On Youth and Arrogance, and 25 Years of Mineral

Chris Simpson discusses Mineral’s reunion and letting go of his perception of his younger self.

I think it took all of that time—20 years, or whatever—to get over the mental hump of performing with Mineral again. For me, I just didn’t think Mineral would ever play again, and I wasn’t interested in the idea of Mineral playing again. I didn’t even really want to talk about Mineral. I was kind of annoyed that nobody wanted to talk about what I was doing now. I think a lot of it was just youth and arrogance, and not wanting to be defined by something that was so short-lived that happened when I was so much younger. I was very obsessed after Mineral—for many, many years after—with being allowed to have a fresh start, being allowed to begin again with something else without it being in the shadow of Mineral.

Probably a couple years before the 2014 reunion, I started to soften to it and accept what a big part of my life Mineral was, and look back at it and accept the special connection Mineral fans had with that music. I don’t think I was actively thinking, We should do something. We should play again. I just softened to the idea of Mineral in general. I was able to look back at it more fondly or nostalgically, and just embrace what it was and that it was such an important part of my life.

Once the band ended, it’s not like we were hanging out all the time and had the opportunities to talk about the breakup. Even though we all live in the same city, we went our own ways in a lot of senses. I think even the guys who were more upset about the band ending—who felt kind of slighted by those of us who instigated the end of the band—probably didn’t want to talk about it, either. It’s natural to go inward with things like that. Although that’s true, it would probably be healthier to talk them out, but we weren’t really in a position to do that. I don’t know if it’s just a certain characteristic of our maleness. It was uncomfortable. It was a conflict when it happened, and I think once we got away from it, everyone kind of processed it on their own.

I thought about that as we were sitting with Mischa [Pearlman] and hanging out with him and doing interviews for the book. I don’t know if he came in with that on his agenda, like, “I’m gonna get them to talk specifically about this.” It didn’t feel that way. It felt like something that just naturally came out pretty immediately. It was our starting point to our conversation, so it was cool that it happened that way. But I remember thinking at the time, “It’s weird that we didn’t talk about this four or five years ago.” It’s just that we were so busy. There was so much work to relearn the material and get ready for that tour. We all have very busy lives, separate lives, and when we come together, we have our work cut out for us. It’s time to work. It’s time to rehearse and learn the songs.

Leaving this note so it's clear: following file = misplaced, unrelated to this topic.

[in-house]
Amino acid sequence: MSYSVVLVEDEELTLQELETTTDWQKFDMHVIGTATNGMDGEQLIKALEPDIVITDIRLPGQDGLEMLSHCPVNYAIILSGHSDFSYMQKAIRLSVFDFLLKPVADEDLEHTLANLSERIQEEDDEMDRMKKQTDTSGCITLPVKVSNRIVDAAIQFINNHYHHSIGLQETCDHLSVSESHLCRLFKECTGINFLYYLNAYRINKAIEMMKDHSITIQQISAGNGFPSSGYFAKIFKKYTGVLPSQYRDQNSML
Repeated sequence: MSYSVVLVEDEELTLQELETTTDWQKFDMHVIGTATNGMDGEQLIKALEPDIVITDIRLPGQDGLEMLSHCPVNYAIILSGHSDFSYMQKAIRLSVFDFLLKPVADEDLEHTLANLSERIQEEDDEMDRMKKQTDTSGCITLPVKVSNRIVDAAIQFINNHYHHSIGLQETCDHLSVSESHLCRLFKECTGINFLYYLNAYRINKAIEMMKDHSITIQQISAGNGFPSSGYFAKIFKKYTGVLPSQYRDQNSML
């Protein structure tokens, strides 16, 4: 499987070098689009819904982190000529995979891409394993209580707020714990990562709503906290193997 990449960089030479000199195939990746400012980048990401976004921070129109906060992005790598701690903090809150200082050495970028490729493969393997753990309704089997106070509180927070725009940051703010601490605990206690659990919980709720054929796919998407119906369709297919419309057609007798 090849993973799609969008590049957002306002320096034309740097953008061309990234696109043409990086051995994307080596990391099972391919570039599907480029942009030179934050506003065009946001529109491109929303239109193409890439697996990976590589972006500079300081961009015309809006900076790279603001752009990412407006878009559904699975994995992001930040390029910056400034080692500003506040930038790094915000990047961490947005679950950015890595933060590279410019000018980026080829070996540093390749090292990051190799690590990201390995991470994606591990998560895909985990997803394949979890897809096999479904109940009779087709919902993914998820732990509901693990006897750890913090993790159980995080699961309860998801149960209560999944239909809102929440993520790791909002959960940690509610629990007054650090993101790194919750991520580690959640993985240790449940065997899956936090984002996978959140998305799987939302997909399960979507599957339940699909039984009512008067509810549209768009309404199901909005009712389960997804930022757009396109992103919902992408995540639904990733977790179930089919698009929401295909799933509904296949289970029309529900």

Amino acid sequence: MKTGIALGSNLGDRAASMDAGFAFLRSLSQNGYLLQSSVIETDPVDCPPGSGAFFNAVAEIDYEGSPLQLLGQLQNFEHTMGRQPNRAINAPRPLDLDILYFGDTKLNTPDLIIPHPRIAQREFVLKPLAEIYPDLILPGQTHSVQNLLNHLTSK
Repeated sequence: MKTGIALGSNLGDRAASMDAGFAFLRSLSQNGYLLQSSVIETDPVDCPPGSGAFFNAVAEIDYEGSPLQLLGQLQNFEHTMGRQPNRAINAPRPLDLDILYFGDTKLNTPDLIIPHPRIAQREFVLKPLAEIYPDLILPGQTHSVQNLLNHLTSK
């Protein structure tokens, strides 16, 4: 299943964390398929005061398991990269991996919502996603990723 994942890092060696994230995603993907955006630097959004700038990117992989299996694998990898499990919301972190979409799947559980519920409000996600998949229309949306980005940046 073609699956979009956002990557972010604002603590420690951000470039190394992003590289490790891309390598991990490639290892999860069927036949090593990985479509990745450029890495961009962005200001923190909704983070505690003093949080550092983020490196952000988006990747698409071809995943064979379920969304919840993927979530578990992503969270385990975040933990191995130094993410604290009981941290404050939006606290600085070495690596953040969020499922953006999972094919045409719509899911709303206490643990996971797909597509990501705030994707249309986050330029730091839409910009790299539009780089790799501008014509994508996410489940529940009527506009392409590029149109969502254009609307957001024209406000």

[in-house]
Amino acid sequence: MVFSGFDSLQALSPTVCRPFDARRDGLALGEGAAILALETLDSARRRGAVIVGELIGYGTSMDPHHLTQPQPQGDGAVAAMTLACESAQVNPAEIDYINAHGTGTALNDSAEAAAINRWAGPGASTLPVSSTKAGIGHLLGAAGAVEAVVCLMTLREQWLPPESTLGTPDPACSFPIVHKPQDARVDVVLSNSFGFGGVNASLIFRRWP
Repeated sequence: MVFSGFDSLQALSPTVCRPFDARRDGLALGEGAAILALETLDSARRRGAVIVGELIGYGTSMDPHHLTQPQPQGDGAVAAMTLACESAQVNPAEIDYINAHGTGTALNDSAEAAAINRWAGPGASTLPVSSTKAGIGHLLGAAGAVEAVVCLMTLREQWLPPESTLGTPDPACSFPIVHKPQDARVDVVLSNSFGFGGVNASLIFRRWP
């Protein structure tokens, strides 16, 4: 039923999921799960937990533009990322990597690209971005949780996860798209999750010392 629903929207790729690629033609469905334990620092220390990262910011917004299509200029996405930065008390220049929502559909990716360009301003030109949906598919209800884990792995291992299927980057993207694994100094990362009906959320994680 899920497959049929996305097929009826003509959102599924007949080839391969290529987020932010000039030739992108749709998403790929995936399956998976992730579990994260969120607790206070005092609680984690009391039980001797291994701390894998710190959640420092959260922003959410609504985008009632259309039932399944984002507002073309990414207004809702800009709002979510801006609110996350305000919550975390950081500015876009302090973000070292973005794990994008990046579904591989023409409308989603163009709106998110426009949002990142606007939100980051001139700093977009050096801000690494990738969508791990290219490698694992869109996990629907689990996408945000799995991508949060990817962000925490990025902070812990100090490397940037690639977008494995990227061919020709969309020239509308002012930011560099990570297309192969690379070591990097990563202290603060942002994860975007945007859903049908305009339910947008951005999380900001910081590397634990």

Prior to reconnecting with Mineral, I think that I had a certain amount of a youthful arrogance —”That’s not me, I’m different than that now,” or whatever. But I think an important part of reconnecting with Mineral has been realizing that you never really lose that younger self. You have new experiences and things get added to it, but it’s always a part of you. So for me it’s just been about letting go of my own perception of that self, or my own critique of that younger self, and embracing that it is me, it was a part of my journey.

There’s something to be learned from the way I did things back then too, where sometimes you just have to put it out there. Some nights I can feel my voice going out. It got stronger each show, but it takes a lot to get back in shape to be singing whole sets every night, of this type of singing. It’s fun to just let go of expectations of perfection and just go for it. That’s what I’ve been trying to do. Ultimately, what people respond to about the vocals is that it’s an expression of myself. It’s not so much important that it’s “professional”—it’s that it’s kind of confessional, I’m putting it out there.

Creative work is just so much work. It’s like digging a tunnel or something, and there’s, like, a thousand reasons to give up and just feel like it’s impossible. But it really is just keeping your head down and continuing to grind, and eventually some sort of breakthrough occurs. I feel like that happened for me with the lyrics and vocals for these new songs. A lot of it is just, over and over, working with ideas that I know don’t feel right, just continuing to mold them. There are periods where you have to take breaks and just throw out entire ideas and decide, “This isn’t going anywhere. I need to start fresh.” But for the most part, you just know when you’re in the right neighborhood.

We really enjoy this freedom, and it puts us back in a place that feels true to what Mineral was in the beginning. This is just doing it for the right reasons, because you want to, and because it’s fun, and to express yourself. I mean, maybe there are people who need it to be defined whether or not we’re really a band again or not, but I don’t think there’s any reason to define that.

I think so much of my ability to reconnect with Mineral and reintegrate this younger self is just about being present in the moment and enjoying the moment for what it is, and not so much worrying about planning, or what the future may or may not hold.

As told to Kyle Ryan

(Photo Credit: left, Peter Beste)

Chris Simpson is the singer-guitarist of Mineral and a solo performer under the name Mountain Time (formerly Zookeeper). After a four-year run and two albums, Mineral broke up in 1997, with Chris moving onto the Gloria Record. In 2014, Mineral reunited for a tour and has since hit the road again, in addition to releasing a retrospective book compiled by writer Mischa Pearlman called One Day When We Are Young: Mineral At 25. It includes a 10” of the group’s first new songs in 20 years.

(Photo Credit: Peter Beste)